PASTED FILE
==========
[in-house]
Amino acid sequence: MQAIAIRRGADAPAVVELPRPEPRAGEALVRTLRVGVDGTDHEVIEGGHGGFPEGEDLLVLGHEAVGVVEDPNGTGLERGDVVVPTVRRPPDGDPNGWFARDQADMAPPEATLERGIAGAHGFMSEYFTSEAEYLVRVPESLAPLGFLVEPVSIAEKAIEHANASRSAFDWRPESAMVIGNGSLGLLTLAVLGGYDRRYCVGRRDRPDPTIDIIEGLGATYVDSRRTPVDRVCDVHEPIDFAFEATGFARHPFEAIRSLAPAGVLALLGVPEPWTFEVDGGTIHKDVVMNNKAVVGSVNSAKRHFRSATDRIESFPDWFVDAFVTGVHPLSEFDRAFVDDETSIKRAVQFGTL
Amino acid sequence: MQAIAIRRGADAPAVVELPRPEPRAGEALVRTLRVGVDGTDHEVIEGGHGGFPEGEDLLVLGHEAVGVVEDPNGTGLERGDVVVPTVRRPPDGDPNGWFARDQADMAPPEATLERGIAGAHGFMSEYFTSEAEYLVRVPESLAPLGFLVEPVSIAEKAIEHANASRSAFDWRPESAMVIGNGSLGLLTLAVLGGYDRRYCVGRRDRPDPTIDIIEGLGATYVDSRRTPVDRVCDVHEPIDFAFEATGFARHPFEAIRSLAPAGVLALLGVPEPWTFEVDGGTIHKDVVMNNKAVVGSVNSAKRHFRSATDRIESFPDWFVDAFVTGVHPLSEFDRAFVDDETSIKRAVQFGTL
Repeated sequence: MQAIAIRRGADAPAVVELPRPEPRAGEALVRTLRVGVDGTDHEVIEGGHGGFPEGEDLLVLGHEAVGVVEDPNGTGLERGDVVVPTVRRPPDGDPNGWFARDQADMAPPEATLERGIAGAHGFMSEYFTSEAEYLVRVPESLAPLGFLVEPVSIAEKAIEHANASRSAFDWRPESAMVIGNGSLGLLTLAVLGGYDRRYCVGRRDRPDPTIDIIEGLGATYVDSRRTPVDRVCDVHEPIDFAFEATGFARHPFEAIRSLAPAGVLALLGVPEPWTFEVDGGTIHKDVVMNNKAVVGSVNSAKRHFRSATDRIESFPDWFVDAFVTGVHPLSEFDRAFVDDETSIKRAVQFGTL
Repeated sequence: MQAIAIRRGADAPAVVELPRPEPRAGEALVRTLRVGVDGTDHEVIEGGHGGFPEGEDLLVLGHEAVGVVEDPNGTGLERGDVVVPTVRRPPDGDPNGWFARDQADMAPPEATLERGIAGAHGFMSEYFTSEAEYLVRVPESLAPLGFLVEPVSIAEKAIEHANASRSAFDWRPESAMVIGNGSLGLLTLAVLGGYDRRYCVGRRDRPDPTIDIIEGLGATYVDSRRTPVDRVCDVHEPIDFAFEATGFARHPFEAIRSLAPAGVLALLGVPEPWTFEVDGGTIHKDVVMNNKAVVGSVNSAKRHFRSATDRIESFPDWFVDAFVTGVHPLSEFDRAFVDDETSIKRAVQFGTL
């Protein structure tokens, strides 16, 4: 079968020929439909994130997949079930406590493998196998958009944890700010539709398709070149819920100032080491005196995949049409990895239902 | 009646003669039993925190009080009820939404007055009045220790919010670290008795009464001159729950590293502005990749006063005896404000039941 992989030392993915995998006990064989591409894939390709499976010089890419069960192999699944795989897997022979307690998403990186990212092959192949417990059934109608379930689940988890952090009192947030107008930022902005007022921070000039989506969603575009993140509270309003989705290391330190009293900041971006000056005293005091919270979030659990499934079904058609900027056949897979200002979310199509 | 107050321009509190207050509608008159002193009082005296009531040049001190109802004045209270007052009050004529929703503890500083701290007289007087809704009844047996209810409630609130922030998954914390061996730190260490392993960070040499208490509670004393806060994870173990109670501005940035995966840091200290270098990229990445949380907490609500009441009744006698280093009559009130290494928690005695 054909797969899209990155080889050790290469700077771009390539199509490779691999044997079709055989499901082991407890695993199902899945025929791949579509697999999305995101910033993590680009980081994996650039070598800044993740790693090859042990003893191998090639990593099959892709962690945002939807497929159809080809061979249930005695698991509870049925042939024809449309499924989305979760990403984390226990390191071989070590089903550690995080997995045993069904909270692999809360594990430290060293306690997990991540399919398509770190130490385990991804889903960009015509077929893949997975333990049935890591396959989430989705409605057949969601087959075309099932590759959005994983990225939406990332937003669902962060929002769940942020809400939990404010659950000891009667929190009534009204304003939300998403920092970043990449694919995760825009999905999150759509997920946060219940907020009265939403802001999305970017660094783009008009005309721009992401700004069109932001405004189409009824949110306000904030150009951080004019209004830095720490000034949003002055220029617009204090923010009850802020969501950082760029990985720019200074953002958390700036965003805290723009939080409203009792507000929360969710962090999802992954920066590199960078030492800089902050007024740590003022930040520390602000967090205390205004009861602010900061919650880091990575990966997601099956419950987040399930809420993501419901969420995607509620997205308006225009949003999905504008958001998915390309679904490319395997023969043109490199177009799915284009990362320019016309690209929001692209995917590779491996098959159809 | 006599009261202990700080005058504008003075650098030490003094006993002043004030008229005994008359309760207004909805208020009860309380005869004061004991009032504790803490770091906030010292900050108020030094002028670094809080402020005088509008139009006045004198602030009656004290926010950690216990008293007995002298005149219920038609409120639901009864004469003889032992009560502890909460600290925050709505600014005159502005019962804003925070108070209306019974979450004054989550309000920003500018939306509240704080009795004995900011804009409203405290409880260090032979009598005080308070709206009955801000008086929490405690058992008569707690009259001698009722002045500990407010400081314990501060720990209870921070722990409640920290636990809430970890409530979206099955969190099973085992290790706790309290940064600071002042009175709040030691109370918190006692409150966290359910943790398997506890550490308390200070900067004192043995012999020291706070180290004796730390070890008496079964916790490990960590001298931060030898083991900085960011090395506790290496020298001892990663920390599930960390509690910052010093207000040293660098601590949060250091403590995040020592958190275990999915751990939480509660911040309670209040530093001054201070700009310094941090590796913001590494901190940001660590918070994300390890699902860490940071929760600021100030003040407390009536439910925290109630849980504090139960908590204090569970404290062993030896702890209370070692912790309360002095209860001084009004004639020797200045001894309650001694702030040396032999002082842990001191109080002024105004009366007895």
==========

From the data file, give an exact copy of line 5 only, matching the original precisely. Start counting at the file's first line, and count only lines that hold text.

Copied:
Repeated sequence: MQAIAIRRGADAPAVVELPRPEPRAGEALVRTLRVGVDGTDHEVIEGGHGGFPEGEDLLVLGHEAVGVVEDPNGTGLERGDVVVPTVRRPPDGDPNGWFARDQADMAPPEATLERGIAGAHGFMSEYFTSEAEYLVRVPESLAPLGFLVEPVSIAEKAIEHANASRSAFDWRPESAMVIGNGSLGLLTLAVLGGYDRRYCVGRRDRPDPTIDIIEGLGATYVDSRRTPVDRVCDVHEPIDFAFEATGFARHPFEAIRSLAPAGVLALLGVPEPWTFEVDGGTIHKDVVMNNKAVVGSVNSAKRHFRSATDRIESFPDWFVDAFVTGVHPLSEFDRAFVDDETSIKRAVQFGTL